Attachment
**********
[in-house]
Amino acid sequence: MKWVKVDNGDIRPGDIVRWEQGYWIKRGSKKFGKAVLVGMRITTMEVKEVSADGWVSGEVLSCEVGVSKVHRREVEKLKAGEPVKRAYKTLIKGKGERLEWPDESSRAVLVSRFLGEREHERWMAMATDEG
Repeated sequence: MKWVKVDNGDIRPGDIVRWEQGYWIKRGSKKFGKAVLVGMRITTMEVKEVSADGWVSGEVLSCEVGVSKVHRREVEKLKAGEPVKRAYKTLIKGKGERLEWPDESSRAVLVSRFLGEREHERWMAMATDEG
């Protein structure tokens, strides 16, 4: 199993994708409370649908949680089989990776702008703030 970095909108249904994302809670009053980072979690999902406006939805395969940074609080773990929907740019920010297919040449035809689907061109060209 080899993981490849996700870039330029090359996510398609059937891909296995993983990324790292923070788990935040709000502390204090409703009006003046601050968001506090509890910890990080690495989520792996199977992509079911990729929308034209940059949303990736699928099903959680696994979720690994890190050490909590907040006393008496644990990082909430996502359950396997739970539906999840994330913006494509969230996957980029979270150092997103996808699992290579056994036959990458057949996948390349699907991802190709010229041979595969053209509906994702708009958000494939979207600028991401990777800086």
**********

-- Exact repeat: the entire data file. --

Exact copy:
[in-house]
Amino acid sequence: MKWVKVDNGDIRPGDIVRWEQGYWIKRGSKKFGKAVLVGMRITTMEVKEVSADGWVSGEVLSCEVGVSKVHRREVEKLKAGEPVKRAYKTLIKGKGERLEWPDESSRAVLVSRFLGEREHERWMAMATDEG
Repeated sequence: MKWVKVDNGDIRPGDIVRWEQGYWIKRGSKKFGKAVLVGMRITTMEVKEVSADGWVSGEVLSCEVGVSKVHRREVEKLKAGEPVKRAYKTLIKGKGERLEWPDESSRAVLVSRFLGEREHERWMAMATDEG
């Protein structure tokens, strides 16, 4: 199993994708409370649908949680089989990776702008703030 970095909108249904994302809670009053980072979690999902406006939805395969940074609080773990929907740019920010297919040449035809689907061109060209 080899993981490849996700870039330029090359996510398609059937891909296995993983990324790292923070788990935040709000502390204090409703009006003046601050968001506090509890910890990080690495989520792996199977992509079911990729929308034209940059949303990736699928099903959680696994979720690994890190050490909590907040006393008496644990990082909430996502359950396997739970539906999840994330913006494509969230996957980029979270150092997103996808699992290579056994036959990458057949996948390349699907991802190709010229041979595969053209509906994702708009958000494939979207600028991401990777800086």